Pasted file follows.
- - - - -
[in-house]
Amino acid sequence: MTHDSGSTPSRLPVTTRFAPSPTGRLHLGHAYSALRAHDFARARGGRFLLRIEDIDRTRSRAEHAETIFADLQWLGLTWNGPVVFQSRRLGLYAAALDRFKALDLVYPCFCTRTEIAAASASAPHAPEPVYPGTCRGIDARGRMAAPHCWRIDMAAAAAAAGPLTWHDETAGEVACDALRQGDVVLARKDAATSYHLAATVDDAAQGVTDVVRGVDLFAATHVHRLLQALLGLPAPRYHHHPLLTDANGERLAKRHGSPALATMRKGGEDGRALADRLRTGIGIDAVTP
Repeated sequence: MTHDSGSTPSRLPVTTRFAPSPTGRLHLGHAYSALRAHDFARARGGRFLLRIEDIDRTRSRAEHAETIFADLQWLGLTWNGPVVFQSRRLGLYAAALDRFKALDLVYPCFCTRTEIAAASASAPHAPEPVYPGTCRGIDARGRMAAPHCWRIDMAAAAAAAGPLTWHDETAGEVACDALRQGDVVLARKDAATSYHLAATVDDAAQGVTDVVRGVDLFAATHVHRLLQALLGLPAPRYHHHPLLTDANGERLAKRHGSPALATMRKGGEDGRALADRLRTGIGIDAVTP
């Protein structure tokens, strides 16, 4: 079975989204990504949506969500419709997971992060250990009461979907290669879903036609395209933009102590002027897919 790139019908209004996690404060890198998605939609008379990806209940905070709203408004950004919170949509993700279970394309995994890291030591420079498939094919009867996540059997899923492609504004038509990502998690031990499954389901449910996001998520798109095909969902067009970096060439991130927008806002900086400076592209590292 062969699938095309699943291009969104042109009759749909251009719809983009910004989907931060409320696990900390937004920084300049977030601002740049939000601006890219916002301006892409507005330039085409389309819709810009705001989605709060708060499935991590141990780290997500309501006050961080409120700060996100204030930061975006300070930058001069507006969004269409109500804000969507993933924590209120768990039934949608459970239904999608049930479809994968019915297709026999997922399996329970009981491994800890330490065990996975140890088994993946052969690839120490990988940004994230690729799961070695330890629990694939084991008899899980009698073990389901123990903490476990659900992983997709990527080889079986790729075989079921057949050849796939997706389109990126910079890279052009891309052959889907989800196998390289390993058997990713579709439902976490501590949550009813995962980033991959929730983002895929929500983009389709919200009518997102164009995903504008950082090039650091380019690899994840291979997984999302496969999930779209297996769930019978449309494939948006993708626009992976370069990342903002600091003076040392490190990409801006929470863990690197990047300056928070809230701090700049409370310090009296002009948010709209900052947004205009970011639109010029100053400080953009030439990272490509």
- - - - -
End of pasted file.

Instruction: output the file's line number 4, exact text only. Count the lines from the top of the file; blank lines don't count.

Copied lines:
């Protein structure tokens, strides 16, 4: 079975989204990504949506969500419709997971992060250990009461979907290669879903036609395209933009102590002027897919 790139019908209004996690404060890198998605939609008379990806209940905070709203408004950004919170949509993700279970394309995994890291030591420079498939094919009867996540059997899923492609504004038509990502998690031990499954389901449910996001998520798109095909969902067009970096060439991130927008806002900086400076592209590292 062969699938095309699943291009969104042109009759749909251009719809983009910004989907931060409320696990900390937004920084300049977030601002740049939000601006890219916002301006892409507005330039085409389309819709810009705001989605709060708060499935991590141990780290997500309501006050961080409120700060996100204030930061975006300070930058001069507006969004269409109500804000969507993933924590209120768990039934949608459970239904999608049930479809994968019915297709026999997922399996329970009981491994800890330490065990996975140890088994993946052969690839120490990988940004994230690729799961070695330890629990694939084991008899899980009698073990389901123990903490476990659900992983997709990527080889079986790729075989079921057949050849796939997706389109990126910079890279052009891309052959889907989800196998390289390993058997990713579709439902976490501590949550009813995962980033991959929730983002895929929500983009389709919200009518997102164009995903504008950082090039650091380019690899994840291979997984999302496969999930779209297996769930019978449309494939948006993708626009992976370069990342903002600091003076040392490190990409801006929470863990690197990047300056928070809230701090700049409370310090009296002009948010709209900052947004205009970011639109010029100053400080953009030439990272490509």